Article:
PM faces party pressure over energy target

Prime Minister Malcolm Turnbull is facing pressure within governments ranks over a report by Chief Scientist Dr Alan Finkel which includes a key proposal for a clean energy target.


Government MPs on Tuesday evening left a second party room meeting after more than three hours of discussion, which had followed on from an earlier presentation from Energy Minister Josh Frydenberg.

It’s understood about 30-odd MPs spoke up, with one-third including Tony Abbott expressed misgivings.

Another third were broadly supportive, while the remainder were non-committal but asked questions.

The former prime minister reiterated his concerns about power price affordability and the future prospects of coal usage.

Other MPs spoke about the gas market and the use of renewable energy.

The tone of the meeting was described as “inquiring”, “business-like” and with “no unpleasantness”.

Mr Frydenberg played down suggestions of a backlash.

“It was only right that we went to the party room today and had a full and frank discussion about what is happening in our electricity market, why we are facing higher prices, why there has been increased instability, all in the context, too, of our international agreements and targets,” he told ABC TV.

“There was an overwhelming feeling among those in the party room tonight that business-as-usual is not an option.”

The Finkel report released last Friday advocated a clean energy target which would require a proportion of electricity to come from generation below a set emissions level.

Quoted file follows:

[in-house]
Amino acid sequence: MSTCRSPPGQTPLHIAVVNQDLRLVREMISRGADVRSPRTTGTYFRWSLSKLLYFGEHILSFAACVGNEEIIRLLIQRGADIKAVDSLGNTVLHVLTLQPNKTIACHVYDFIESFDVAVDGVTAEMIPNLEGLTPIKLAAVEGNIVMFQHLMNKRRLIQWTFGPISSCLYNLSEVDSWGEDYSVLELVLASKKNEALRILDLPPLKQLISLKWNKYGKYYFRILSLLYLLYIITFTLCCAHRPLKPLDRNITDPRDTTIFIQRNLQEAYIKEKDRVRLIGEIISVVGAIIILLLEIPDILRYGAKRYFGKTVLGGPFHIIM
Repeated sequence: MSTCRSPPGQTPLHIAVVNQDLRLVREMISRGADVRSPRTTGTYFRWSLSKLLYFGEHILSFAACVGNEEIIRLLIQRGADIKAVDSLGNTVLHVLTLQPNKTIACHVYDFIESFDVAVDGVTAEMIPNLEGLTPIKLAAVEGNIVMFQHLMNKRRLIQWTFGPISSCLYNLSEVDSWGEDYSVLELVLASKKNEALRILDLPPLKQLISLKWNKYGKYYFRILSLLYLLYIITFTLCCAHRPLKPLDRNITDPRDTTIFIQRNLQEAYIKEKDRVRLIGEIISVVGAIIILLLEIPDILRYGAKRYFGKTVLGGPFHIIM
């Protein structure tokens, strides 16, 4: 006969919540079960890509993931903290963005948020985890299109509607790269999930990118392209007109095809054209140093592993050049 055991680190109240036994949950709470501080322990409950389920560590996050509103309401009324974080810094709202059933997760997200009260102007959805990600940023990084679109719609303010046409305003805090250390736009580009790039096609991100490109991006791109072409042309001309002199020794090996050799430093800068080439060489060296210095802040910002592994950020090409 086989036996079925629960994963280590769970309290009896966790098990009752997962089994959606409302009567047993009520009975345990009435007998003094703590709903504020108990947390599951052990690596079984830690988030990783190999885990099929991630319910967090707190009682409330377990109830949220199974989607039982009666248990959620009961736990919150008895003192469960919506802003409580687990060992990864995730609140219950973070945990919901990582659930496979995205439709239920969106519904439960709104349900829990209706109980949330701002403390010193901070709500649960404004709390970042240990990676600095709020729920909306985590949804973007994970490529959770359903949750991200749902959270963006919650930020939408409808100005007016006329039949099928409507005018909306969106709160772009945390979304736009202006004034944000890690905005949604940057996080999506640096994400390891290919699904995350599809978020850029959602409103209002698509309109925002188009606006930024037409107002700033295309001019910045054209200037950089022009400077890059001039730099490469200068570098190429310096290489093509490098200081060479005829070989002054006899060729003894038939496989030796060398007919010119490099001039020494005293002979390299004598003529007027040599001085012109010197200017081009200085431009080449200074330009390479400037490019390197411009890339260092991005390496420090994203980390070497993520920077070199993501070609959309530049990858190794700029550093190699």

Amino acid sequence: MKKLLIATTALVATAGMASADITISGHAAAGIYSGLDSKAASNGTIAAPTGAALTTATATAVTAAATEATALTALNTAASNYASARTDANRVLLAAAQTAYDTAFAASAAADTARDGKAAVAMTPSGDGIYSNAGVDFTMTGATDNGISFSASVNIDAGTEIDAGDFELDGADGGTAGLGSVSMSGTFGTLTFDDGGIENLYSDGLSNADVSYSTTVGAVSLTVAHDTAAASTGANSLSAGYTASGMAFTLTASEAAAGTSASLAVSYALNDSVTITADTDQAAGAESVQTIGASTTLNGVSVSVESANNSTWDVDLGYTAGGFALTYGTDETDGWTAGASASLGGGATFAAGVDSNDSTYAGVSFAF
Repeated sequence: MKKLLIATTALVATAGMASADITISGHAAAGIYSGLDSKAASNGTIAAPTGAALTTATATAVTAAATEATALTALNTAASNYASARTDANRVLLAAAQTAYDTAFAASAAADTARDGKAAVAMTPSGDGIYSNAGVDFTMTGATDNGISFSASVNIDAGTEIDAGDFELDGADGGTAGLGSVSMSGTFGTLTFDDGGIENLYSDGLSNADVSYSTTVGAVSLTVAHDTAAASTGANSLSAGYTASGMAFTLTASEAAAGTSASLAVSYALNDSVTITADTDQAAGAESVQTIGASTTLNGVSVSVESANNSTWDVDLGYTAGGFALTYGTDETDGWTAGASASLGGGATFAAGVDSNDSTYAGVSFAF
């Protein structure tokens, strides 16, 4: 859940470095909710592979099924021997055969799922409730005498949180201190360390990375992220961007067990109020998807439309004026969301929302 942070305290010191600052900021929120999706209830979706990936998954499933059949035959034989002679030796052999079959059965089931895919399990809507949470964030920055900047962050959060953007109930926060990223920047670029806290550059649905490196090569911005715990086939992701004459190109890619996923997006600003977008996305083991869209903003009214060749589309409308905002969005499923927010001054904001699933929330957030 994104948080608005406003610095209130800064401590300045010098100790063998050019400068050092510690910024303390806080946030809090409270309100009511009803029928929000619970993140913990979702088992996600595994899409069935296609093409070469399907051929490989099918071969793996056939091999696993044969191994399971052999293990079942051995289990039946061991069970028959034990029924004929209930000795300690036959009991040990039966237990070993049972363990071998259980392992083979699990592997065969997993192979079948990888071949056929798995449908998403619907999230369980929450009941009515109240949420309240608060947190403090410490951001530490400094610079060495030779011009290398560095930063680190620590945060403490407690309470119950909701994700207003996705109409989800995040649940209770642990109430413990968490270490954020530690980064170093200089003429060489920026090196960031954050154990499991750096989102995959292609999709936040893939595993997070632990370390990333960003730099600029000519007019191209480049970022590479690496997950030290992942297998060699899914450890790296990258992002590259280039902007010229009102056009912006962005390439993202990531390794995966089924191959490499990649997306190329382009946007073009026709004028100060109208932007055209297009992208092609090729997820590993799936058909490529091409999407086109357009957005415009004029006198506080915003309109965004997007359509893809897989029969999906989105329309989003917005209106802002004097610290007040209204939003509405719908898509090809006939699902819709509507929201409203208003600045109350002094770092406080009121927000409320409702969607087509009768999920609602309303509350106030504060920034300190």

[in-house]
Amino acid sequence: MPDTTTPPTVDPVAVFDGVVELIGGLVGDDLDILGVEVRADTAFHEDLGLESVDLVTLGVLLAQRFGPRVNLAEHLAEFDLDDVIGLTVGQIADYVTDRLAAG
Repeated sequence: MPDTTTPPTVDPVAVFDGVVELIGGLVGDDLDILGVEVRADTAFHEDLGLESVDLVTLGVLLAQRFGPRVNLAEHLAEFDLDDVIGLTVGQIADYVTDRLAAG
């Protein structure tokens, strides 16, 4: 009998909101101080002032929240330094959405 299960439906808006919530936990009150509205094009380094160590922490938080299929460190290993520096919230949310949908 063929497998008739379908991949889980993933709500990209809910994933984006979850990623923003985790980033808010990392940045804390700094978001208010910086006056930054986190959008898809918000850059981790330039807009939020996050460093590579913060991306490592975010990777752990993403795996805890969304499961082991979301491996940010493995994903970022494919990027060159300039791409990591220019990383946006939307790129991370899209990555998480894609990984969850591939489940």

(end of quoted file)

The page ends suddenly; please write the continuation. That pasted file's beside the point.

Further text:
Opposition Leader Bill Shorten said the clean energy target should be taken seriously by the coalition, and Mr Turnbull had again “failed on climate change”.

“Just when Australians thought that the climate change wars were over, it looks like a new civil war in the Liberal Party has taken it up to a new level,” he told reporters in Canberra.

Earlier, Mr Shorten asked the prime minister in parliament whether the government would work with the opposition to address a doubling in wholesale power prices, a rise in pollution and a fall in renewable energy jobs.

Mr Turnbull said Labor’s plan had “unrealistic targets, a 50 per cent reduction in emissions … and no idea of how to get there”.

Labor frontbencher Mark Butler asked the prime minister whether he supported Dr Finkel’s comment that “it would be surprising if governments were to endorse a scheme that incentivised” coal.

Mr Turnbull said the Finkel plan would not stop new coal-fired power stations being built.

“What he seeks to do there is to provide incentives for lower emission technologies including but not exclusively renewables,” Mr Turnbull said.

The government will need Labor or the crossbench’s support in the Senate to pass any laws to implement the Finkel plan.